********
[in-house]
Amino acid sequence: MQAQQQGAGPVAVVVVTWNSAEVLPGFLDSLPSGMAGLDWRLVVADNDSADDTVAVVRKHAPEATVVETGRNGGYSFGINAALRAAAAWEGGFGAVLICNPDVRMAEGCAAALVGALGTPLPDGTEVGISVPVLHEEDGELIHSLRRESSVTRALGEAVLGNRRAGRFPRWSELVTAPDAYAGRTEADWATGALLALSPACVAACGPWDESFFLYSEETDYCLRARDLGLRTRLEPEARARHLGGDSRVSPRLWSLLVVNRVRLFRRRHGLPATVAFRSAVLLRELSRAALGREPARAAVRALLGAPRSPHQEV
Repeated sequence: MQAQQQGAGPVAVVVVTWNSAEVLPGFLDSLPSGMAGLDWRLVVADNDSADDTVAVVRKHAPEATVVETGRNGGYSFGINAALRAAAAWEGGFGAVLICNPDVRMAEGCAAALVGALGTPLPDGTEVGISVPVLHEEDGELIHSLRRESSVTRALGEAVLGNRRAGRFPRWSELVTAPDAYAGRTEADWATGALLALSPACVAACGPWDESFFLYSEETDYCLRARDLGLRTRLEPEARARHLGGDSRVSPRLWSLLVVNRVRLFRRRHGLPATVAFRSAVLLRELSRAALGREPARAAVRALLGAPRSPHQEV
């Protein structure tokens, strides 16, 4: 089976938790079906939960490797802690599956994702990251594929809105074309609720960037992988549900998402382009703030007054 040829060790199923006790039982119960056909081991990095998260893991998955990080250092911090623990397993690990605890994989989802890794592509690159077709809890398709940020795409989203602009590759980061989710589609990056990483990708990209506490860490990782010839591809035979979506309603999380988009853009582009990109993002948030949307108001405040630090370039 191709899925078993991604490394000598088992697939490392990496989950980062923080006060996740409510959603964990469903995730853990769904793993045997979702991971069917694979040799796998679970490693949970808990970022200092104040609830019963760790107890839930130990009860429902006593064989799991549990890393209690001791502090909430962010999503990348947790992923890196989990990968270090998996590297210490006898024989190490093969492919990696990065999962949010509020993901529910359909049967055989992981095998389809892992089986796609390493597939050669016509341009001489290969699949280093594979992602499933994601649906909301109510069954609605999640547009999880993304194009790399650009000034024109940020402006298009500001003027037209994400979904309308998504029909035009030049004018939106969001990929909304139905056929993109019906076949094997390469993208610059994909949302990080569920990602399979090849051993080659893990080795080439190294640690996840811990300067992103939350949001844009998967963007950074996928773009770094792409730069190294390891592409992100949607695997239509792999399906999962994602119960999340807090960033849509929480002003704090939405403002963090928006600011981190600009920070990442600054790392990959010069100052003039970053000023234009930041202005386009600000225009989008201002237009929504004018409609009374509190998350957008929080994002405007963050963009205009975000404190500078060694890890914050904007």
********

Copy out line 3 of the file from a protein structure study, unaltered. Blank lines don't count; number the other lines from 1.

Repeated sequence: MQAQQQGAGPVAVVVVTWNSAEVLPGFLDSLPSGMAGLDWRLVVADNDSADDTVAVVRKHAPEATVVETGRNGGYSFGINAALRAAAAWEGGFGAVLICNPDVRMAEGCAAALVGALGTPLPDGTEVGISVPVLHEEDGELIHSLRRESSVTRALGEAVLGNRRAGRFPRWSELVTAPDAYAGRTEADWATGALLALSPACVAACGPWDESFFLYSEETDYCLRARDLGLRTRLEPEARARHLGGDSRVSPRLWSLLVVNRVRLFRRRHGLPATVAFRSAVLLRELSRAALGREPARAAVRALLGAPRSPHQEV